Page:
Zuckermandel, Moses Samuel
ZUCKERMANDEL, MOSES SAMUEL
ZUCKERMANDEL, MOSES SAMUEL (1836–1917), rabbi and researcher in tannaitic literature. Born in Ungarisch-Brod (Uhersky Brod), Moravia, Zuckermandel studied under Samson Raphael *Hirsch at Nikolsburg (Mikulov) and later at the rabbinical seminary (see *Juedisch-Theologisches Seminar) and the University of Breslau. From 1864 to 1897 he was a rabbi of various congregations, and from 1898 he served as rabbi at the Mora-Leipziger Foundation in Breslau. His life work was the scientific edition of the *Tosefta (according to the Mss. of Erfurt and Vienna (third part), and printed texts, 881–82, second ed. with supplement by S. Lieberman (1937), reprinted with additions (1970)) which, despite its deficiencies, represented a great advance in its time. Zuckermandel was of the opinion that the Tosefta was in fact only a remnant of a great Palestinian *Mishnah (to which the Palestinian amoraim resorted) that had remained after the Babylonian * amoraim had removed part of it, adapted it, and called it the Mishnah. This was rightly rejected by A. *Schwarz and others.
His writings include Die Erfurter Handschrift de-Tossefta (1876); Spruchbuch (vols. 1–2, 1889–90); Tosefta, Mischna, und Boraitha (vols. 1–2, and supplement, 1908–10); Gesammelte Aufsaetze (vols. 1–2, 1911–13); and Festpredigten (vols. 1–2, 1915). In 1915 his autobiography Mein Lebenslauf appeared.
M. Brann, Geschichte des juedisch-theologischen Seminars (Fraenckelsche Stiftung) in Breslau (1904), 204.
[Moshe David Herr]
"Zuckermandel, Moses Samuel." Encyclopaedia Judaica. . Encyclopedia.com. (February 18, 2019). https://www.encyclopedia.com/religion/encyclopedias-almanacs-transcripts-and-maps/zuckermandel-moses-samuel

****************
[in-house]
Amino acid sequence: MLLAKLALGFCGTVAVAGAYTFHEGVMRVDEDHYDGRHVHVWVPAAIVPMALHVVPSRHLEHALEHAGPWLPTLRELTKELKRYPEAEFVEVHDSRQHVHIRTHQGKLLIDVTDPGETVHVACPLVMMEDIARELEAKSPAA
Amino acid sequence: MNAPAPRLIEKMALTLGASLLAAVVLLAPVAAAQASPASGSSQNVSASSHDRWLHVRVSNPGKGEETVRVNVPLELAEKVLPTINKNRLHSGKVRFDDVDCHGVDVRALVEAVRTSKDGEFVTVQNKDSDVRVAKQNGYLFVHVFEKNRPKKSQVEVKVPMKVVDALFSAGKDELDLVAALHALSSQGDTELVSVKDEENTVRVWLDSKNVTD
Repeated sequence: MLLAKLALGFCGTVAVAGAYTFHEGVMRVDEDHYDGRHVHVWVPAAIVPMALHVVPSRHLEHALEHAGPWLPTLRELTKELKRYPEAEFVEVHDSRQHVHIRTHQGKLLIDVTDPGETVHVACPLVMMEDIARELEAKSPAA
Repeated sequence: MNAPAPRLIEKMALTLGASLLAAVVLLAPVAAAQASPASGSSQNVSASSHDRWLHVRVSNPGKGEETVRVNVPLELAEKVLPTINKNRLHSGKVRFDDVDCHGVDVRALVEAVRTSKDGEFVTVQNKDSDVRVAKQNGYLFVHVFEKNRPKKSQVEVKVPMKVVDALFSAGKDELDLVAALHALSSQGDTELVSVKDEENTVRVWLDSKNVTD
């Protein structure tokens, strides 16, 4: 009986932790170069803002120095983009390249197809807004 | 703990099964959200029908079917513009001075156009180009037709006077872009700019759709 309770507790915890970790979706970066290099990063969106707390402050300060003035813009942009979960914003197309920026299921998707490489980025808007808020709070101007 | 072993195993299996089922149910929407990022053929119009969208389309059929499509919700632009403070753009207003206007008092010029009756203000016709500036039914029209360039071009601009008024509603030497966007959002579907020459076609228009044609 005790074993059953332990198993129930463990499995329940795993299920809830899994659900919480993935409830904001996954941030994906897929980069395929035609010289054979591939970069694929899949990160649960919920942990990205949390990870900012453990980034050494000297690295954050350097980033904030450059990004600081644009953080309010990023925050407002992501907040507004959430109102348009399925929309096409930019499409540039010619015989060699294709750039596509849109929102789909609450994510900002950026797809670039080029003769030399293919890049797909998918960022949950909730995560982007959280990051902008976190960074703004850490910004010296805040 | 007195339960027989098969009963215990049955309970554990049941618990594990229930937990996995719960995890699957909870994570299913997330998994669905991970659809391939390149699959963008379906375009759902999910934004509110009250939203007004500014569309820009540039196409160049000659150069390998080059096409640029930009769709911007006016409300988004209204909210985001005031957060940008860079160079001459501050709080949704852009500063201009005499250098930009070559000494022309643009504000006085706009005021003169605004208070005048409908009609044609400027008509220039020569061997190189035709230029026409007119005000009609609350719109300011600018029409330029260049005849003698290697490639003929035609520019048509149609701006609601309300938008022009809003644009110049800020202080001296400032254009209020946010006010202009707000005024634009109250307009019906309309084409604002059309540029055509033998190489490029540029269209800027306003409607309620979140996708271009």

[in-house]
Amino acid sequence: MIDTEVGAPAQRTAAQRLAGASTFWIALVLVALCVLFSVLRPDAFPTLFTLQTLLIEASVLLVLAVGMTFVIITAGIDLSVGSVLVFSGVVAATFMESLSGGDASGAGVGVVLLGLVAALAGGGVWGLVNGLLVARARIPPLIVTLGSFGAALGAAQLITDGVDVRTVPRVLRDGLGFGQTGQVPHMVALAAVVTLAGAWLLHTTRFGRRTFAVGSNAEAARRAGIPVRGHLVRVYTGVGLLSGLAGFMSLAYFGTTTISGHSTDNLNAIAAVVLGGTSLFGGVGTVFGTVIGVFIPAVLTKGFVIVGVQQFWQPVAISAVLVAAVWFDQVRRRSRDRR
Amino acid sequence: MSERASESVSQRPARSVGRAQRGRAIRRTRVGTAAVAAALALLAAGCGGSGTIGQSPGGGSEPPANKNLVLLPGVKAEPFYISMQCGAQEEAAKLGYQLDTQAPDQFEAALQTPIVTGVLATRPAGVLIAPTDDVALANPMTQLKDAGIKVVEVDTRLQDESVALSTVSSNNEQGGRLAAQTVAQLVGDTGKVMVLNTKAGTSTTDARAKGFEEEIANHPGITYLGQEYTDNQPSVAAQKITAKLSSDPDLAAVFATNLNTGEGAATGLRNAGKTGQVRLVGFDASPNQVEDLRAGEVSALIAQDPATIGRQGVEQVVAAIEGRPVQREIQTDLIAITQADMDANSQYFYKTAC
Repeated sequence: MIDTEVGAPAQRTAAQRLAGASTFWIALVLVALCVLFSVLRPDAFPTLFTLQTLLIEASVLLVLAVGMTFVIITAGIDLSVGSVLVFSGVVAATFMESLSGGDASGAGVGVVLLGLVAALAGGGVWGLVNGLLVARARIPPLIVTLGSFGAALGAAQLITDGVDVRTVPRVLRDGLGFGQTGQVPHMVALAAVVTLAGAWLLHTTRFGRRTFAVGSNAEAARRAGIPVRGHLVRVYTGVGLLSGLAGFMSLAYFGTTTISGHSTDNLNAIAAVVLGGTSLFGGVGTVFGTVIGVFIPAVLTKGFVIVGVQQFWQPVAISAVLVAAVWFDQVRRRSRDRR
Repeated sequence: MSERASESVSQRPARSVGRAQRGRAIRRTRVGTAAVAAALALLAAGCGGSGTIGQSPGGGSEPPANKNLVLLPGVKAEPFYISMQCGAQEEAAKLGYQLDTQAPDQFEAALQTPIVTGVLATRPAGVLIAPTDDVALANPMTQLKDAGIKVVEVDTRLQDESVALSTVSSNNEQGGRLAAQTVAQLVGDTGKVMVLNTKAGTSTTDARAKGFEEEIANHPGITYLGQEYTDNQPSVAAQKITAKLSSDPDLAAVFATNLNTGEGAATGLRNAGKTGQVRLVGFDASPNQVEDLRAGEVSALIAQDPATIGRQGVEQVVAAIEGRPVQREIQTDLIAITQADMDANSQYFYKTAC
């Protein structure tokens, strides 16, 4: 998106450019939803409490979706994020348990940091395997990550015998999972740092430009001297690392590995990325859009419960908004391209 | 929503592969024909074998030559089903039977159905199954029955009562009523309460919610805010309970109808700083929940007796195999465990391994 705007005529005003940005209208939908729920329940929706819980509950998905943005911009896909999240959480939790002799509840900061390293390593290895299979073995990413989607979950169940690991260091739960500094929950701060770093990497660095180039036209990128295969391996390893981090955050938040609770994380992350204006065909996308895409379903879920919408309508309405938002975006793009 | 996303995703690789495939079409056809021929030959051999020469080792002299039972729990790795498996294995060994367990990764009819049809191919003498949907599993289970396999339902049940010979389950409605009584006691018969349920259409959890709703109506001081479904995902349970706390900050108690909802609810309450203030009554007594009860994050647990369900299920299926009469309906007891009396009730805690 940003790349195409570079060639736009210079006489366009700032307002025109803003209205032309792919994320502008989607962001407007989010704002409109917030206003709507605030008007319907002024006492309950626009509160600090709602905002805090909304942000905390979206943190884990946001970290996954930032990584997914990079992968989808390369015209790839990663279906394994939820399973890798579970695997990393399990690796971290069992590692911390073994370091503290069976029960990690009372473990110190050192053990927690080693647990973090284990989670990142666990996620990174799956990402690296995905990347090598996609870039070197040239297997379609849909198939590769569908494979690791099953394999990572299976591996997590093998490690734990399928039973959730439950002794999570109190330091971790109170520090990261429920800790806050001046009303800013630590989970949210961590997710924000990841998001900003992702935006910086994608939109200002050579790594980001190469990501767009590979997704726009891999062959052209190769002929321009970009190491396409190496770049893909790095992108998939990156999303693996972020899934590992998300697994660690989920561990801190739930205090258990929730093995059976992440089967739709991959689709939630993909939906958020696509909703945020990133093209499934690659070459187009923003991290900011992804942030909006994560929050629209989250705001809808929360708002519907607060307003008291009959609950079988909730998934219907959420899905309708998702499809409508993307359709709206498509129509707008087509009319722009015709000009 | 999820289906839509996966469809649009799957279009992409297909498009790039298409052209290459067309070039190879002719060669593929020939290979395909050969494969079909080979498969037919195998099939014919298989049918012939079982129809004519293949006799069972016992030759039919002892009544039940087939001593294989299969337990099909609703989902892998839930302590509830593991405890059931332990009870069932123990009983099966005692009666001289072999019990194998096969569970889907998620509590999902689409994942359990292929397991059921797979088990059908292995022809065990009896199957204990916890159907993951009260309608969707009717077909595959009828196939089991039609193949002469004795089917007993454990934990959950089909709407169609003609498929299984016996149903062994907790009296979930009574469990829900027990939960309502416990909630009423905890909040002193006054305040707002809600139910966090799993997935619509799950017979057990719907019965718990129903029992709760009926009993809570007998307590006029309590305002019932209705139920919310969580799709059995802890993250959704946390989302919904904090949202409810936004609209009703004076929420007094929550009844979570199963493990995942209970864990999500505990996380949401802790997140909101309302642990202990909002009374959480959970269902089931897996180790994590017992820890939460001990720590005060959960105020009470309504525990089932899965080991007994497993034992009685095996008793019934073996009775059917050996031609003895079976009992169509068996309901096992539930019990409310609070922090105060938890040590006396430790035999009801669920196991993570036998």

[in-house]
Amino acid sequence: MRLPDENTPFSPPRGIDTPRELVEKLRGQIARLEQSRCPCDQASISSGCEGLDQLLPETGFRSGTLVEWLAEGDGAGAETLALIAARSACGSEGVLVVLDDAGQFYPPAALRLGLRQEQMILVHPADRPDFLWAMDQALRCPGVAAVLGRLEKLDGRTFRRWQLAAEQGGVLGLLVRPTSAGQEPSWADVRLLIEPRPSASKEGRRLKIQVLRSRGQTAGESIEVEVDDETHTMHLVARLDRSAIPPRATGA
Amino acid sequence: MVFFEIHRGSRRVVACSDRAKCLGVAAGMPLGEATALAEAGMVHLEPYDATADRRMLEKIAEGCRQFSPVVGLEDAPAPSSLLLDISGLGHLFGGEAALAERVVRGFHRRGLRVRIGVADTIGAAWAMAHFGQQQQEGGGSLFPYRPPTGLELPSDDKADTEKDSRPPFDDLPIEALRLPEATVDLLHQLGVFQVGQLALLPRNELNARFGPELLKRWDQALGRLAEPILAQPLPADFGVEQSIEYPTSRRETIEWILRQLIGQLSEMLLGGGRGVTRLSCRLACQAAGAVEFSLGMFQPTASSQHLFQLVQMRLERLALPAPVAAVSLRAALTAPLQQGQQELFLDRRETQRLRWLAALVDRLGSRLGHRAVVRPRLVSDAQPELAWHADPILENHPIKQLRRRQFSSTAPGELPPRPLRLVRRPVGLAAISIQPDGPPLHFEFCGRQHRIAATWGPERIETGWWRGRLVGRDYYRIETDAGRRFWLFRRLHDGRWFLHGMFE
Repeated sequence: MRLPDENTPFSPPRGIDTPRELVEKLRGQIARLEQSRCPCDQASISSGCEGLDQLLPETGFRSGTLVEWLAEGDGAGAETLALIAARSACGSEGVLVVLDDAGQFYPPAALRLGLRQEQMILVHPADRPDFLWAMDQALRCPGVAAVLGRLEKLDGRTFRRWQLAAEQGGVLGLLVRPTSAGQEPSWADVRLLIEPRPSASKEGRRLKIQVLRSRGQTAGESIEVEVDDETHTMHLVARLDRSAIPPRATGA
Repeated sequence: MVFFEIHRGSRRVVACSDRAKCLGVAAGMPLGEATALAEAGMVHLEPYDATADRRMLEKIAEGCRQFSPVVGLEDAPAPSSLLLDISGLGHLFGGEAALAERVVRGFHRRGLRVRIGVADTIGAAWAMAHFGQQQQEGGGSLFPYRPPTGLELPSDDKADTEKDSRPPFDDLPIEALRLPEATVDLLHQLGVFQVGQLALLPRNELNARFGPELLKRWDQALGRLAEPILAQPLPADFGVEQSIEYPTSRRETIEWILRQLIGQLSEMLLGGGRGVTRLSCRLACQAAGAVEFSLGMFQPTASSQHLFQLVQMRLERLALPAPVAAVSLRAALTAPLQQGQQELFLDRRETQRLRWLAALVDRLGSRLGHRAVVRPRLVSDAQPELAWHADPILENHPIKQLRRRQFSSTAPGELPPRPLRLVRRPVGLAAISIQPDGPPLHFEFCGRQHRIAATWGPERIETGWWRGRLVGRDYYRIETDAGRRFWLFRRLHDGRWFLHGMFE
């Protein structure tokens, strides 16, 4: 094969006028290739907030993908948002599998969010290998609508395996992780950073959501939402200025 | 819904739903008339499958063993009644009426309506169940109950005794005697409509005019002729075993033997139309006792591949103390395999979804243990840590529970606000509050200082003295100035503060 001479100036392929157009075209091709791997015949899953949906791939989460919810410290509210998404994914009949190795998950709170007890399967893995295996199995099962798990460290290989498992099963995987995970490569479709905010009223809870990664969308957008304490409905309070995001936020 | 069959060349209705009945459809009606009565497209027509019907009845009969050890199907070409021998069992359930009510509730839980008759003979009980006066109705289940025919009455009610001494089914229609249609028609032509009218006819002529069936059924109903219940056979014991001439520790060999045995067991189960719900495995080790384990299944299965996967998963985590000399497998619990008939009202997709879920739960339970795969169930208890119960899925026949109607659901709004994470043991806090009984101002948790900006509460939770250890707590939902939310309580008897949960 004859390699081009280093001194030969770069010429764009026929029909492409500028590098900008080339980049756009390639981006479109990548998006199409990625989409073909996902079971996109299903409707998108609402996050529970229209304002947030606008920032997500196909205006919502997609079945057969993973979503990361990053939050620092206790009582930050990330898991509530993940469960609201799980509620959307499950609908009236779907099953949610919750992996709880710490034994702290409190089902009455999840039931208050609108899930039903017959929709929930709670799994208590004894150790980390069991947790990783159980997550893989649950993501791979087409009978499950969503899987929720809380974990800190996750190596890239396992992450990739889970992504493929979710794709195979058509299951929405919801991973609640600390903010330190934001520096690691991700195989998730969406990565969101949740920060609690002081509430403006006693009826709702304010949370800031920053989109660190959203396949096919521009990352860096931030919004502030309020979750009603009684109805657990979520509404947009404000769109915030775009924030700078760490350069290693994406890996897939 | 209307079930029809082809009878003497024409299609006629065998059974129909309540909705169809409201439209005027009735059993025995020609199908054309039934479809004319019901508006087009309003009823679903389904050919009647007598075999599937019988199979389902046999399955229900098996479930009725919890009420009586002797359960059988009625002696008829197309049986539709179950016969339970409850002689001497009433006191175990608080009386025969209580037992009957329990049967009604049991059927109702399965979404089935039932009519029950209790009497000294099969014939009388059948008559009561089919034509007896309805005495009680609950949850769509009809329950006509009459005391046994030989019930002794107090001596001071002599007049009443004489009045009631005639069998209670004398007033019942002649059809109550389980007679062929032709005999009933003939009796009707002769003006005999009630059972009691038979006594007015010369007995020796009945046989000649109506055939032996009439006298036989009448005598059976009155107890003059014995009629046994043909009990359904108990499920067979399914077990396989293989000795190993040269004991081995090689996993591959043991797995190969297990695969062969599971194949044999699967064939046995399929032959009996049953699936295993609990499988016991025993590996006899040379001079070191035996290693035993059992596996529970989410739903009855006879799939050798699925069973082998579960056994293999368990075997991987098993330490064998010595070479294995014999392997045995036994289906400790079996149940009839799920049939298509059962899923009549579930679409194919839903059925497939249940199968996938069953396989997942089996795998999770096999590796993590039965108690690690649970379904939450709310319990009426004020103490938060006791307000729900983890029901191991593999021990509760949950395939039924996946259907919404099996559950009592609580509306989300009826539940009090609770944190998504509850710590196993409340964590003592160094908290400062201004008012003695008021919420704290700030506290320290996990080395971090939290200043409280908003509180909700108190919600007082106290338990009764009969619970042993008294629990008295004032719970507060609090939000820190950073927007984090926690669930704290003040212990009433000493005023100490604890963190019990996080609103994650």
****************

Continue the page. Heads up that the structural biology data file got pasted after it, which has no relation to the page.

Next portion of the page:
"Zuckermandel, Moses Samuel." Encyclopaedia Judaica. . Retrieved February 18, 2019 from Encyclopedia.com: https://www.encyclopedia.com/religion/encyclopedias-almanacs-transcripts-and-maps/zuckermandel-moses-samuel
Encyclopedia.com gives you the ability to cite reference entries and articles according to common styles from the Modern Language Association (MLA), The Chicago Manual of Style, and the American Psychological Association (APA).
Within the “Cite this article” tool, pick a style to see how all available information looks when formatted according to that style. Then, copy and paste the text into your bibliography or works cited list.
Because each style has its own formatting nuances that evolve over time and not all information is available for every reference entry or article, Encyclopedia.com cannot guarantee each citation it generates. Therefore, it’s best to use Encyclopedia.com citations as a starting point before checking the style against your school or publication’s requirements and the most-recent information available at these sites:
Modern Language Association
The Chicago Manual of Style
American Psychological Association
- Most online reference entries and articles do not have page numbers. Therefore, that information is unavailable for most Encyclopedia.com content. However, the date of retrieval is often important. Refer to each style’s convention regarding the best way to format page numbers and retrieval dates.
- In addition to the MLA, Chicago, and APA styles, your school, university, publication, or institution may have its own requirements for citations. Therefore, be sure to refer to those guidelines when editing your bibliography or works cited list.